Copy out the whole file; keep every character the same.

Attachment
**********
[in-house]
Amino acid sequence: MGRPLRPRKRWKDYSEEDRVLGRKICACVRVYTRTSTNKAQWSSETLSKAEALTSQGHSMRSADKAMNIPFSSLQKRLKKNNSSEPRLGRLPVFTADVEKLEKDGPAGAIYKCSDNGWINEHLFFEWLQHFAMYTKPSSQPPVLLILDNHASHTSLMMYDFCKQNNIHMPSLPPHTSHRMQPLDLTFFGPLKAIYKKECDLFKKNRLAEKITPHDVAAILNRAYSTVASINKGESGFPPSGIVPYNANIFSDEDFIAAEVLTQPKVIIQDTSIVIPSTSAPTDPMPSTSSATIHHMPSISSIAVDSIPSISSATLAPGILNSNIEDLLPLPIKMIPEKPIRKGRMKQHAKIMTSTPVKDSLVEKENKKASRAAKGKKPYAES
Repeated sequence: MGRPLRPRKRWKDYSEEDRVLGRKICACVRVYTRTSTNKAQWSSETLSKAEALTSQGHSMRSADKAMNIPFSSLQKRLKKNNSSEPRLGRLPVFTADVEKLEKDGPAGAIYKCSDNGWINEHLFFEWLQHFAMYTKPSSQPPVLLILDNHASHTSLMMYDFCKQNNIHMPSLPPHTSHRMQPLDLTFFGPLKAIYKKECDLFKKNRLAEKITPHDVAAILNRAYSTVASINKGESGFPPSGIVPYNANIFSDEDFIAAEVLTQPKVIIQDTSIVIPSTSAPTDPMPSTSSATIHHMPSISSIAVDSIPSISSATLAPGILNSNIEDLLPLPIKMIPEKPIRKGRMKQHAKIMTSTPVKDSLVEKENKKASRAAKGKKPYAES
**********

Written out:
[in-house]
Amino acid sequence: MGRPLRPRKRWKDYSEEDRVLGRKICACVRVYTRTSTNKAQWSSETLSKAEALTSQGHSMRSADKAMNIPFSSLQKRLKKNNSSEPRLGRLPVFTADVEKLEKDGPAGAIYKCSDNGWINEHLFFEWLQHFAMYTKPSSQPPVLLILDNHASHTSLMMYDFCKQNNIHMPSLPPHTSHRMQPLDLTFFGPLKAIYKKECDLFKKNRLAEKITPHDVAAILNRAYSTVASINKGESGFPPSGIVPYNANIFSDEDFIAAEVLTQPKVIIQDTSIVIPSTSAPTDPMPSTSSATIHHMPSISSIAVDSIPSISSATLAPGILNSNIEDLLPLPIKMIPEKPIRKGRMKQHAKIMTSTPVKDSLVEKENKKASRAAKGKKPYAES
Repeated sequence: MGRPLRPRKRWKDYSEEDRVLGRKICACVRVYTRTSTNKAQWSSETLSKAEALTSQGHSMRSADKAMNIPFSSLQKRLKKNNSSEPRLGRLPVFTADVEKLEKDGPAGAIYKCSDNGWINEHLFFEWLQHFAMYTKPSSQPPVLLILDNHASHTSLMMYDFCKQNNIHMPSLPPHTSHRMQPLDLTFFGPLKAIYKKECDLFKKNRLAEKITPHDVAAILNRAYSTVASINKGESGFPPSGIVPYNANIFSDEDFIAAEVLTQPKVIIQDTSIVIPSTSAPTDPMPSTSSATIHHMPSISSIAVDSIPSISSATLAPGILNSNIEDLLPLPIKMIPEKPIRKGRMKQHAKIMTSTPVKDSLVEKENKKASRAAKGKKPYAES